Three steps for turning your side table legs

A small gouge and a diamond-shaped scraper work well for cutting the beads and coves on the legs. A large gouge and a skew chisel are best for shaping the long tapers.

this stage. If you get a little tearout while turning, the tape holds onto the small pieces so they're easy to glue back in place. Now use a compass to lay out a 2" circle on the foot end of each piece. Tilt your band saw table 45° and trim the corners on each leg up to the 2" circle layout (see photo, page 28). Cut from the foot end of the legs to within 1/2" of the shoulders. Trimming the legs now makes turning the stock easier.

The next step is to make a template, or story stick, to assist you during the leg-turning operation. Draw a full-size paper pattern using the Elevation Drawing on page 34 as a guide, and draw a narrow rectangle around the leg shape. Glue it onto some hard-board to create a template. Trim the hardboard along the rectangle, then cut a deep notch at the top of the template to fit around the square shoulders. Use a band saw to notch the template just a hair at each of the major leg transition lines.

Chuck a leg blank in the lathe so its square end is near the head stock. With the lathe speed at 800 rpm, turn the blank round using a large gouge, then switch to a 1/2" parting tool to nibble up to the taped shoulders. Now hold your story stick against the blank while the lathe is running and set a pencil in each notch to lay out the major points on the leg (see top left photo). Adjust the lathe speed to 1200 rpm and, using a 1/8" parting tool and a caliper, turn the refer-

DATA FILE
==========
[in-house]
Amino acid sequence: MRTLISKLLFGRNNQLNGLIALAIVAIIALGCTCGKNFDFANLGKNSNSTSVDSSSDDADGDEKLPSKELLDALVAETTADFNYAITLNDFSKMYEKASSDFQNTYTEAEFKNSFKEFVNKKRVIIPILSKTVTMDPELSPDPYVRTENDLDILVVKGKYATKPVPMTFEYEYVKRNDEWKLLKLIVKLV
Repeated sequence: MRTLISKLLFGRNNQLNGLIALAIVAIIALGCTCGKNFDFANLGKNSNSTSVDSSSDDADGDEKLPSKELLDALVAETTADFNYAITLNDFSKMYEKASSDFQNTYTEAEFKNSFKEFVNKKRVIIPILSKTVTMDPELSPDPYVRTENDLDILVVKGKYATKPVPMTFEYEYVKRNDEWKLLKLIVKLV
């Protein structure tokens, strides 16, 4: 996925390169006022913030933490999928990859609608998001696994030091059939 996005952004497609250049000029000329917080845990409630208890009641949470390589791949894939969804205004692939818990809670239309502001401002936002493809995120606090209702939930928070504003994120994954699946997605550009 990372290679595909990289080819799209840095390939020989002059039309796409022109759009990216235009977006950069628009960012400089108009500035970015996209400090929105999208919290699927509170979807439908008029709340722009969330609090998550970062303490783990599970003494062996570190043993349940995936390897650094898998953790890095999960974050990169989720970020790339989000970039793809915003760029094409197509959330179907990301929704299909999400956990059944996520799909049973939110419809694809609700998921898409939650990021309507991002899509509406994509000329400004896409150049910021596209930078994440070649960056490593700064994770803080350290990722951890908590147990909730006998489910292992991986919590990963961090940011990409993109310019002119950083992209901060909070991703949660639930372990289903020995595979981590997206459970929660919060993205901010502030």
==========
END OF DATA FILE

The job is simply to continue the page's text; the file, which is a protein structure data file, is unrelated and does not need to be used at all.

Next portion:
To rough-in a mortise, first drill at the ends of the layout, then bore holes every 1/2". Finish up by drilling out the stock between the holes.

To rough-in a mortise, first drill at the ends of the layout, then bore holes every 1/2". Finish up by drilling out the stock between the holes.

ence marks to their proper diameter (see center photo, previous page). At the reference points between the beads, leave the turning a little fat so you can cut deeper with a skew chisel later. Once the reference points are cut, use a small gouge and rounded scraping tools to shape the vase and the coves (see bottom photo, previous page). Trust your eye to create evenly rounded rings and smooth transitions. Remember that like an antique, part of this table's charm is having legs that aren't perfectly matched.

When the leg is fully shaped, reduce the lathe speed to its slowest setting and sand with 100-grit paper to remove any tool marks, then use 120-grit paper to smooth the surface.

Drilling the Mortises

On many old furniture pieces you'll see marks at the bottom of mortises left by center point drills. In keeping with the craftspeople of yesterday, follow this same method. Arrange the legs in the order that suits you, and label them for each position

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Woodworking Tools and Installation Tips

Woodworking Tools and Installation Tips

There are a lot of things that either needs to be repaired, or put together when youre a homeowner. If youre a new homeowner, and have just gotten out of apartment style living, you might want to take this list with you to the hardware store. From remolding jobs to putting together furniture you can use these 5 power tools to get your stuff together. Dont forget too that youll need a few extra tools for other jobs around the house.

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